My father, the late P. Patto also served 18 months under this draconian law in the infamous Kem Tahanan Perlindungan Kamunting, Taiping where he also graduated with the rest of his peers and comrades. The despicable charges launched against him and other ISA detainees seem to be not far off from each other. This act of demonisation of the ISA detainees could not break the tenacity and the steadfast determination of my late father and his comrades in upholding the tenets of the party, the struggle for a free, democratic Malaysian Malaysia based on the principles of human rights, equality, social and economic justice founded on the institution of parliamentary democracy.
Even if hell was going to freeze over, giving up was never an option, and they were not going down without a fight. And what a great fight they put up.
Through steady, consistent, political and civil pressure, the Prime Minister Datuk Seri Najib Razak, self-declared Bapa Transformasi, had made a much anticipated announcement on the eve of Malaysia Day September 15, 2011 that the wretched draconian ISA will finally be repealed. This move was accepted in good faith and was supposed to propel the PM as a visionary with many, many transformation programmes up his sleeve.
Two years down a rocky road, the cries of the PM has turned out to be nothing more than lip-service aimed at securing support and garnering votes for his own survival in Umno and grasping on to the helm of leading this sovereign nation. Unpardonably he has been tight-lipped in the deafening silence about the recent Prevention of Crime Act, a new bill masqueraded under the disguise of the ISA. It is sacrosanct, untouchable, with no judicial review, and continues the cursed legacy of detention without trial much to the disgust of parliamentarians, lawyers, human rights activists and peace-loving Malaysians alike.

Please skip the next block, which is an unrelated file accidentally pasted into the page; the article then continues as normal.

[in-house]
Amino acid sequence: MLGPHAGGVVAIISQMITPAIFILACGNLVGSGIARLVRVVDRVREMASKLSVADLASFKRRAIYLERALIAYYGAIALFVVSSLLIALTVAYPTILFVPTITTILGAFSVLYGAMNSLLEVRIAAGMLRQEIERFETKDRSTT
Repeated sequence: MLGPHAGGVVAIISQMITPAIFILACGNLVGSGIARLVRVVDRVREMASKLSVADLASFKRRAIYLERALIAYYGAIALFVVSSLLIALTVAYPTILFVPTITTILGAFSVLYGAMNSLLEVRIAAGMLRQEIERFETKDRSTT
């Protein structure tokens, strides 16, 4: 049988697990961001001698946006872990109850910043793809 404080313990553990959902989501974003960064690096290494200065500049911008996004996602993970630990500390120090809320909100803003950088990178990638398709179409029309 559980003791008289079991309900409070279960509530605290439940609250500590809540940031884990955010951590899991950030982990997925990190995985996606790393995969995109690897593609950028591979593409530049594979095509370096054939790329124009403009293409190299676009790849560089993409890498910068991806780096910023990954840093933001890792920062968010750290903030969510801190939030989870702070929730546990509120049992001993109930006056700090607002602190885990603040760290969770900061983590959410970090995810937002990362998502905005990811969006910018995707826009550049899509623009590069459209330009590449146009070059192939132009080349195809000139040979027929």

The greatest irony here in Malaysia is that, while the prime minister condemns acts of violation of international laws in Syria and Egypt according to the United Nations charter, heavy handed decisions to implement a barbaric, oppressive law continues to triumph curtailing human rights and marring a just judiciary process in his own backyard. And he seems to be unaware and unaffected by it.
The PM must break his silence and make his stand on his flip-flop, U-turn ‘transformations’ with regards to political reform in Malaysia. A first step towards a matured democratic, free, just and fair Malaysia.
For all the ISA detainees who are no more with us today — P. Patto, V. David, Chian Heng Kai, Chan Kok Kit and other fallen soldiers — we will continue your struggle and fight for a just, righteous, free and democratic nation. For a Malaysian Malaysia.
* Kasthuri Patto is the MP of Batu Kawan, Penang.
* This is the personal opinion of the writer or publication and does not necessarily represent the views of The Malay Mail Online.